This morning, the Tribeca Film Festival hosted a brunch celebrating the female filmmakers of the 2015 edition of the event. Women comprise about 25 percent of the directors at Tribeca this year, with 32 films in the feature length categories and 16 in the short film categories directed by women.
Tribeca Film Festival co-founder Jane Rosenthal opened the brunch by telling the story of attending the revival of Wendy Wasserstein’s play “The Heidi Chronicles.” “I remember thinking, this play is so strident, it’s going to feel really dated. But I sat through it and got emotional and all of a sudden I got fucking mad,” Rosenthal said. “Because as I’m listening to a play that a woman wrote in ’89 about women’s issues and guess what? It was all the same… nothing has changed.”
In attendance at the event (sponsored by Coach) were notable female directors, producers, actors and distributors all present to emphasize the importance of supporting female filmmakers throughout their process. Indiewire spoke with a few directors and jury members throughout the rest of the morning to get their take on the state of women in the business.
Jennifer Morrison (“House,” “Once Upon a Time”) is premiering her directorial debut, a short film called “Warning Labels,” at Tribeca this year. She was proud to express that the film was female directed, female written and centers on a female protagonist, but noted that it was sort of accidental.
“When you’re a driven, strong woman, you naturally gravitate to other driven strong women. So it was sort of just a natural flow of collaborating without even realizing that you’re heading in that direction.”
Morrison’s “Warning Labels” screenwriter, Jenelle Riley expressed that, since her collaboration with Morrison, she’s noticed a change in her writing.
“I would definitely say that I didn’t [focus on women’s stories] in the past, and it’s something I’m becoming more and more aware of as I find my voice. I used to have a very different writing style. Now I really feel like, god at my age I’m finally telling the stories that I want to tell.”
Carolina Groppa, whose documentary “Autism in Love,” premiered in competition at Tribeca addressed the struggles she’s faced. “I’m a female filmmaker on top of that I look younger than I am. I’m a tiny person. They don’t take me seriously and that’s fine. I have to prove myself, way harder than if I was just a dude,” she said. “But I’m a fighter and I’m a hustler and that’s what I’m here for. Everything in life is hard, and you’ve got to pick your hard.”
Women on the jury were also in a celebratory mood, but noted that celebrating female filmmakers often comes with conflicting baggage.
“I feel like women need to stop feeling so hamstrung by being women,” said Minnie Driver, who is on the Best New Narrative Director Jury. “I wish that women felt more confident in their voice as filmmakers and didn’t feel like they had to tell ‘women’s stories.’ This is something that Kathryn Bigelow talks about a lot, and arguably she makes ‘male’ movies, but I wish that there didn’t have to be a differentiation. I wish we could just make fucking films and it not be: this is skewed towards women, this is a guy movie, this is a date movie. Can’t we just be filmmakers and artists?”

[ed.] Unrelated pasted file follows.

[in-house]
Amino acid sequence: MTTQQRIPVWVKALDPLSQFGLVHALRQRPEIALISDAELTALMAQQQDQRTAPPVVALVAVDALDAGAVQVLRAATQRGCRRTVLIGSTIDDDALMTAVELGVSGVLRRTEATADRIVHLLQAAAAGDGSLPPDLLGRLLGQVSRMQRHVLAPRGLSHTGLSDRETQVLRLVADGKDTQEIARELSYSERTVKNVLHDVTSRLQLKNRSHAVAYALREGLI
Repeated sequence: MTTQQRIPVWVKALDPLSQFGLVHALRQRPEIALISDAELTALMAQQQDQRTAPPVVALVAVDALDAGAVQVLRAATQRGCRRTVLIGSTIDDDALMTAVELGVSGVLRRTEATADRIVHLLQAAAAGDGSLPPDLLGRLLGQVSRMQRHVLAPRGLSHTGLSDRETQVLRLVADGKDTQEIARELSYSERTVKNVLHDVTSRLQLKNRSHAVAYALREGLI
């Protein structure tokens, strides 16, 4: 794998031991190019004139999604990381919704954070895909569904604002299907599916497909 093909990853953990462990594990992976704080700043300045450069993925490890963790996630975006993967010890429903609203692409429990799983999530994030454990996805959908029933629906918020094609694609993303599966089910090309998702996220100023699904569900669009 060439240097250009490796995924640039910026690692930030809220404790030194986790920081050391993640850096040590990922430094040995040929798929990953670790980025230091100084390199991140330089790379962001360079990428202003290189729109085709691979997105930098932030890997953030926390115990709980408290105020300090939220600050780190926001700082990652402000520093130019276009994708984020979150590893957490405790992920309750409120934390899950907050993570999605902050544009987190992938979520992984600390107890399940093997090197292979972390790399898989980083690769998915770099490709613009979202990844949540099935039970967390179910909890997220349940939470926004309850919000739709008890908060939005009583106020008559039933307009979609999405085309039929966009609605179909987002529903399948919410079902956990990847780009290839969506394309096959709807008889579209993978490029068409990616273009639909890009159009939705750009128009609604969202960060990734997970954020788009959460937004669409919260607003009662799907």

Driver then noted in particular Talya Lavie’s film “Zero Motivation,” which won the Nora Ephron Prize last year at Tribeca, for being genderless in that she couldn’t tell if it was directed by a man or a woman. Lavie is on the jury this year for the same prize, and detailed her approach to judging.
“Basically I don’t want to judge women’s films differently than I judge men’s films. I wouldn’t want to be judged in a different way,” she said. “But for now I think the most urgent thing is that I want to see 50 percent women directors. That’s all I want to start with. Than we can discuss the content.”
Actor Rachael Harris, who is also on the jury for the Nora Ephron prize, had a different approach. “I think with the Nora Ephron, in particular, and I’m speaking for myself, I think it’s a shame that we even have to have a Nora Ephron prize, do you know what I mean? Because [filmmaking] is so male driven that we have to be like wait, wait. So in a sense, if this is creating this dialogue, then it’s a stepping stone to equality. ”
Driver and Harris both noted that there’s a definite problem with categorization and compartmentalization when it comes to marketing, studio decisions and even audiences. “The reason why we think ‘women filmmakers,’ ‘male filmmakers,’ ‘gay filmmakers,’ is because we put everybody in a box,” Harris said. “Men write female driven things all the time and nobody says, ‘Wow, that’s a man writing a female story.'”
So how can we celebrate female film directors and yet strive not to be compartmentalized anymore? Driver said that it’s like good parenting.
“You celebrate where your kid is at, and you make them feel good about that and you don’t diss them and make them feel bad. But you remind them of their potential. You don’t just leave it at that or sit there and congratulate them. You give them that feeling of now let this fire up your potential to expand into everything that you can be. We need to celebrate how far we’ve come without putting down our fighting sticks.”